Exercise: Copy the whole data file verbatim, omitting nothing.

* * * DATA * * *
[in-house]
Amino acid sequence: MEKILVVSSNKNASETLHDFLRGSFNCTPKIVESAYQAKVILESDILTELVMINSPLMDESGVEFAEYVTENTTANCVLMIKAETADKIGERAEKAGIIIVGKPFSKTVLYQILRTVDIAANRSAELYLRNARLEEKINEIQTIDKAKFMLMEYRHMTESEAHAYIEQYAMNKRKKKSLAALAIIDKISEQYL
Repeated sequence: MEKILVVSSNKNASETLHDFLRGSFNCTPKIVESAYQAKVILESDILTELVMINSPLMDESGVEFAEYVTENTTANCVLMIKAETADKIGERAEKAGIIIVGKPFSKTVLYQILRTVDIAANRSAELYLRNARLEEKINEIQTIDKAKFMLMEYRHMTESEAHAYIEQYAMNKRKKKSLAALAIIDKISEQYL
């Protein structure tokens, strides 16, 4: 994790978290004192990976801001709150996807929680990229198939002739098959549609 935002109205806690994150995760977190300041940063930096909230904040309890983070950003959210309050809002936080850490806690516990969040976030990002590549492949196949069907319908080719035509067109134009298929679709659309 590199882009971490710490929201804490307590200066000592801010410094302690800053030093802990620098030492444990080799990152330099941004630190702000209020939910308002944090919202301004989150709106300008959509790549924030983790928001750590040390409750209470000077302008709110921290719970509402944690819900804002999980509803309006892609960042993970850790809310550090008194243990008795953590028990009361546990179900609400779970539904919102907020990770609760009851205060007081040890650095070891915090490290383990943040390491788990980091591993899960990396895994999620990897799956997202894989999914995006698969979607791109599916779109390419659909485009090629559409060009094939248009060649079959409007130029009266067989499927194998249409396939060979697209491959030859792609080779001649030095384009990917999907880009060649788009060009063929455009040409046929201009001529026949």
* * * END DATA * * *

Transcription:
[in-house]
Amino acid sequence: MEKILVVSSNKNASETLHDFLRGSFNCTPKIVESAYQAKVILESDILTELVMINSPLMDESGVEFAEYVTENTTANCVLMIKAETADKIGERAEKAGIIIVGKPFSKTVLYQILRTVDIAANRSAELYLRNARLEEKINEIQTIDKAKFMLMEYRHMTESEAHAYIEQYAMNKRKKKSLAALAIIDKISEQYL
Repeated sequence: MEKILVVSSNKNASETLHDFLRGSFNCTPKIVESAYQAKVILESDILTELVMINSPLMDESGVEFAEYVTENTTANCVLMIKAETADKIGERAEKAGIIIVGKPFSKTVLYQILRTVDIAANRSAELYLRNARLEEKINEIQTIDKAKFMLMEYRHMTESEAHAYIEQYAMNKRKKKSLAALAIIDKISEQYL
């Protein structure tokens, strides 16, 4: 994790978290004192990976801001709150996807929680990229198939002739098959549609 935002109205806690994150995760977190300041940063930096909230904040309890983070950003959210309050809002936080850490806690516990969040976030990002590549492949196949069907319908080719035509067109134009298929679709659309 590199882009971490710490929201804490307590200066000592801010410094302690800053030093802990620098030492444990080799990152330099941004630190702000209020939910308002944090919202301004989150709106300008959509790549924030983790928001750590040390409750209470000077302008709110921290719970509402944690819900804002999980509803309006892609960042993970850790809310550090008194243990008795953590028990009361546990179900609400779970539904919102907020990770609760009851205060007081040890650095070891915090490290383990943040390491788990980091591993899960990396895994999620990897799956997202894989999914995006698969979607791109599916779109390419659909485009090629559409060009094939248009060649079959409007130029009266067989499927194998249409396939060979697209491959030859792609080779001649030095384009990917999907880009060649788009060009063929455009040409046929201009001529026949």